Can software alleviate the truck driver shortage?

Sept. 9, 2015
It’s no secret that trucking industry is in the midst of a labor shortage, with drivers in high demand. According to the American Trucking Associations, “the industry struggles to find enough qualified drivers … [with a] current shortage of roughly 25,000.”

It’s no secret that trucking industry is in the midst of a labor shortage, with drivers in high demand. According to the American Trucking Associations, “the industry struggles to find enough qualified drivers … [with a] current shortage of roughly 25,000.”

Some of the factors playing a role include changes in regulations, relatively low pay, and the fact that fewer young people are interested in the profession. There is no quick fix to this problem, and many companies are already starting to think outside the box [or wa-a-y-y-y-y outside the box, suggesting driverless vehicles, for instance] to try and address this issue. One of the obvious and more realistic solutions is also much more immediate: good software.

One of the options for both carriers and shippers is to look at using software like a Transportation Management System (TMS) to assist in reducing the need for so many drivers. How? Well, by opting for a TMS, you’re unlocking a mountain of data that you can then use to make better decisions and optimize your transport needs—ultimately cutting down on the number of vehicles and drivers needed to properly transport the same amount of—if not more—goods.

Not only is it important to have a software solution like a TMS, but having it connect to a large network of shippers and carriers also is key so information can be shared and companies can truly collaborate in ways that aren’t possible in a manual, disconnected business environment.

Let’s explore some of these opportunities from two different viewpoints:

•The carrier that moves goods to various locations on behalf of shippers.

•The shipper that fulfils customer orders by delivering the goods.

Options are slightly different for both parties, and not all may apply to each of the businesses in the market today. So let’s walk through potential options to exemplify a TMS in action:

1. Carriers—Maximize Exposure. In a capacity-constrained market, the value of constrained commodities naturally rise.  However, it’s always best to have the highest amount of exposure to the marketplace to ensure you are getting the maximum return for your services. By connecting to a carrier network that is used by a large number of shippers you are able to offer your services to a higher number of bidders and therefore maximize your opportunities of selling available capacity.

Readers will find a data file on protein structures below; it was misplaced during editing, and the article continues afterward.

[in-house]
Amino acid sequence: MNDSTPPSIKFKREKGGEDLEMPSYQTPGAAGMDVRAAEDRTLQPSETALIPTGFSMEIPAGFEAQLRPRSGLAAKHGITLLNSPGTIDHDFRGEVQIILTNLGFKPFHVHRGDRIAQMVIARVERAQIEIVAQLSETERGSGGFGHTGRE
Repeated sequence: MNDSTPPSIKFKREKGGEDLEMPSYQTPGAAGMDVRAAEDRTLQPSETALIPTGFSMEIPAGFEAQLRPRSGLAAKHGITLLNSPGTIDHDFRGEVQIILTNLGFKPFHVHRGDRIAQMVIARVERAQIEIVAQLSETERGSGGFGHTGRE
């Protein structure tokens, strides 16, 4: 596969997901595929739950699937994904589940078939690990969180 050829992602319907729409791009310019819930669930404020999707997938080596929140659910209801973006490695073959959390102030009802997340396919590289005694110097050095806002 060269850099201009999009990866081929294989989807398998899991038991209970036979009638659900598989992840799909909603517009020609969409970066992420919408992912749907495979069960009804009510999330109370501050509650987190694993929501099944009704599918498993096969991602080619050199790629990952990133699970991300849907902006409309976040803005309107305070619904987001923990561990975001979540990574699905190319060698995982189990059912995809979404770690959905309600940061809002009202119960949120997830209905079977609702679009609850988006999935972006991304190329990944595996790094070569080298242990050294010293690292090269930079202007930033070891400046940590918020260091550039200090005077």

2. Carriers—Speed of Payment. By being electronically connected to your customers, you can ensure you have an environment that is conducive to speedy payments. By delivering your invoice electronically to a shipper using a TMS that allows for automated freight match and pay capabilities, you can see your invoices paid almost immediately, eliminating the need to chase down invoices.

3. Shipper—More Carriers to Choose From. Many shippers use a select group of carriers to move their goods from A to B. However, there are thousands, if not hundreds of thousands, of potential carriers in the United States to do business with. For example, one additional carrier may have capacity open on a backhaul leg that could provide the perfect solution for the shipper. If you are in the market for a new TMS, make sure you have connectivity to the broadest network of carriers possible to maximize your ability to find available capacity for your shipments.

4. Shipper—Private Fleet Utilization. If a shipper runs its own fleet, why not consider maximizing utilization by collaborating with another shipper to share capacity or selling the excess capacity to other shippers via a collaborative carrier network? There is a significant amount of spare capacity in the US road market today. Collaboration among shippers is where the development of today’s modern TMS solutions began, but the dynamics then never drove that opportunity to a successful conclusion in the marketplace. Today’s market dynamics are aligning to make collaboration between shipper private fleets more likely.

5. All–Big Data/Information—By connecting to a TMS and shipper/carrier network that is transacting a high volume of shipments between shippers and carriers, a large amount of data can be converted into information that can help users better understand and then react to market trends and dynamics.

While it is true that there are issues in a capacity-constrained market, challenges always present opportunities. Those businesses that have the knowledge and agility to react to and take advantage of these opportunities can benefit most. Is yours one of them?

Evan Puzey is the chief marketing officer of Kewill. With nearly 20 years’ experience in the supply chain industry, he has assisted enterprises and logistics service providers in more than 30 nations, across five continents, with their supply chain initiatives. Originally a demand forecaster and planner for Castrol in the Asia Pacific region, Puzey moved to a solution implementation role with Mercia (supply chain planning) and then progressed to sales, pre-sales, marketing, and global product management roles with Mercia and then Finmatica (supply chain management). He has been with Kewill since 2004 in senior marketing and product management roles, most recently as chief operating officer for Kewill Asia Pacific.

About the Author

Evan Puzey

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